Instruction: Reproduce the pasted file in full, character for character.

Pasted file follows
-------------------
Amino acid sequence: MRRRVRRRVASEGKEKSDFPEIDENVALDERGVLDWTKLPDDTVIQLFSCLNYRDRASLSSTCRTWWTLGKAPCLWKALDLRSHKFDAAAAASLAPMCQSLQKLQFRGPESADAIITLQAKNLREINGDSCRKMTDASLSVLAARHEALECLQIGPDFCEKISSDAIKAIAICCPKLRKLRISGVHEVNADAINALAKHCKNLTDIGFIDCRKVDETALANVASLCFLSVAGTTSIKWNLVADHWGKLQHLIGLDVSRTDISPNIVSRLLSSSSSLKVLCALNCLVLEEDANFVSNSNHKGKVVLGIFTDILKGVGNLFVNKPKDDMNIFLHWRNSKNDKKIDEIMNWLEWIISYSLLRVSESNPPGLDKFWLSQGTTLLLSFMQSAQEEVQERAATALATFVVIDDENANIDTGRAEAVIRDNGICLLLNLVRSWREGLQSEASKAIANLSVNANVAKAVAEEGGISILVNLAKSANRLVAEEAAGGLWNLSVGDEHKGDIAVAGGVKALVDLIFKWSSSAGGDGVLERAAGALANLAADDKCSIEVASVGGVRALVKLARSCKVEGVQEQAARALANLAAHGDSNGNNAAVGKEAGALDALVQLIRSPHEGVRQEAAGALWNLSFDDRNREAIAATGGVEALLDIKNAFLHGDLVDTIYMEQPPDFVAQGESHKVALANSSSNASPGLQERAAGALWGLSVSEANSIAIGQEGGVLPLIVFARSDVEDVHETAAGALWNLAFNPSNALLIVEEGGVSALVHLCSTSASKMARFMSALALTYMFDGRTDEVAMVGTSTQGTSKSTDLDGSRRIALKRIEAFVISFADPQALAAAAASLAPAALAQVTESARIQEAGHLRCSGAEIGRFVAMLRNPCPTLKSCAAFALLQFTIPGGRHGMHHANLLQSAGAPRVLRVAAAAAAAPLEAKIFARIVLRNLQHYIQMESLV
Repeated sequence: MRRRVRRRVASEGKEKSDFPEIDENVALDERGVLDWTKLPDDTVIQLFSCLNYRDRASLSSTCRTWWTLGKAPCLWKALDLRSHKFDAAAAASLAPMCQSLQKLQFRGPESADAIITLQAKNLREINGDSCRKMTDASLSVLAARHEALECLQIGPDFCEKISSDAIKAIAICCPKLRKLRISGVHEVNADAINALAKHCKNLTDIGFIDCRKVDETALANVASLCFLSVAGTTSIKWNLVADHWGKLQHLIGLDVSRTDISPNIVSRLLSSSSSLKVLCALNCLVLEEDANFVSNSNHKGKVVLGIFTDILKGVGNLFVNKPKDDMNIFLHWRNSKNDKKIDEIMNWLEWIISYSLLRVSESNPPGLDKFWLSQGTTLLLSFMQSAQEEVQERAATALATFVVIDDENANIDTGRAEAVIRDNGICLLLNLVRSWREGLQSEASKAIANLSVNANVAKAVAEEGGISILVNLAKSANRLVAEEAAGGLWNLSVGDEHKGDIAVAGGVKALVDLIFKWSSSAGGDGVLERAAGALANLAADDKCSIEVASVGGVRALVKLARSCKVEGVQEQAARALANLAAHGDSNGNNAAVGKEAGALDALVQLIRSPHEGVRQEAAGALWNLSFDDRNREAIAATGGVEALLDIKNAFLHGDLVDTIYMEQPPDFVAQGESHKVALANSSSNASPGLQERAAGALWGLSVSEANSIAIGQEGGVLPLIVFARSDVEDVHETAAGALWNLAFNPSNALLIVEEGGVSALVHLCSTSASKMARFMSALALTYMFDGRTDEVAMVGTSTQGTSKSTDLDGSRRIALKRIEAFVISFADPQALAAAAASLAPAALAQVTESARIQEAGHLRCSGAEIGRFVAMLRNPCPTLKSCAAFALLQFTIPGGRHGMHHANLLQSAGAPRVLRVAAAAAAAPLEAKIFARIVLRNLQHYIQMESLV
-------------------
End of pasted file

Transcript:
Amino acid sequence: MRRRVRRRVASEGKEKSDFPEIDENVALDERGVLDWTKLPDDTVIQLFSCLNYRDRASLSSTCRTWWTLGKAPCLWKALDLRSHKFDAAAAASLAPMCQSLQKLQFRGPESADAIITLQAKNLREINGDSCRKMTDASLSVLAARHEALECLQIGPDFCEKISSDAIKAIAICCPKLRKLRISGVHEVNADAINALAKHCKNLTDIGFIDCRKVDETALANVASLCFLSVAGTTSIKWNLVADHWGKLQHLIGLDVSRTDISPNIVSRLLSSSSSLKVLCALNCLVLEEDANFVSNSNHKGKVVLGIFTDILKGVGNLFVNKPKDDMNIFLHWRNSKNDKKIDEIMNWLEWIISYSLLRVSESNPPGLDKFWLSQGTTLLLSFMQSAQEEVQERAATALATFVVIDDENANIDTGRAEAVIRDNGICLLLNLVRSWREGLQSEASKAIANLSVNANVAKAVAEEGGISILVNLAKSANRLVAEEAAGGLWNLSVGDEHKGDIAVAGGVKALVDLIFKWSSSAGGDGVLERAAGALANLAADDKCSIEVASVGGVRALVKLARSCKVEGVQEQAARALANLAAHGDSNGNNAAVGKEAGALDALVQLIRSPHEGVRQEAAGALWNLSFDDRNREAIAATGGVEALLDIKNAFLHGDLVDTIYMEQPPDFVAQGESHKVALANSSSNASPGLQERAAGALWGLSVSEANSIAIGQEGGVLPLIVFARSDVEDVHETAAGALWNLAFNPSNALLIVEEGGVSALVHLCSTSASKMARFMSALALTYMFDGRTDEVAMVGTSTQGTSKSTDLDGSRRIALKRIEAFVISFADPQALAAAAASLAPAALAQVTESARIQEAGHLRCSGAEIGRFVAMLRNPCPTLKSCAAFALLQFTIPGGRHGMHHANLLQSAGAPRVLRVAAAAAAAPLEAKIFARIVLRNLQHYIQMESLV
Repeated sequence: MRRRVRRRVASEGKEKSDFPEIDENVALDERGVLDWTKLPDDTVIQLFSCLNYRDRASLSSTCRTWWTLGKAPCLWKALDLRSHKFDAAAAASLAPMCQSLQKLQFRGPESADAIITLQAKNLREINGDSCRKMTDASLSVLAARHEALECLQIGPDFCEKISSDAIKAIAICCPKLRKLRISGVHEVNADAINALAKHCKNLTDIGFIDCRKVDETALANVASLCFLSVAGTTSIKWNLVADHWGKLQHLIGLDVSRTDISPNIVSRLLSSSSSLKVLCALNCLVLEEDANFVSNSNHKGKVVLGIFTDILKGVGNLFVNKPKDDMNIFLHWRNSKNDKKIDEIMNWLEWIISYSLLRVSESNPPGLDKFWLSQGTTLLLSFMQSAQEEVQERAATALATFVVIDDENANIDTGRAEAVIRDNGICLLLNLVRSWREGLQSEASKAIANLSVNANVAKAVAEEGGISILVNLAKSANRLVAEEAAGGLWNLSVGDEHKGDIAVAGGVKALVDLIFKWSSSAGGDGVLERAAGALANLAADDKCSIEVASVGGVRALVKLARSCKVEGVQEQAARALANLAAHGDSNGNNAAVGKEAGALDALVQLIRSPHEGVRQEAAGALWNLSFDDRNREAIAATGGVEALLDIKNAFLHGDLVDTIYMEQPPDFVAQGESHKVALANSSSNASPGLQERAAGALWGLSVSEANSIAIGQEGGVLPLIVFARSDVEDVHETAAGALWNLAFNPSNALLIVEEGGVSALVHLCSTSASKMARFMSALALTYMFDGRTDEVAMVGTSTQGTSKSTDLDGSRRIALKRIEAFVISFADPQALAAAAASLAPAALAQVTESARIQEAGHLRCSGAEIGRFVAMLRNPCPTLKSCAAFALLQFTIPGGRHGMHHANLLQSAGAPRVLRVAAAAAAAPLEAKIFARIVLRNLQHYIQMESLV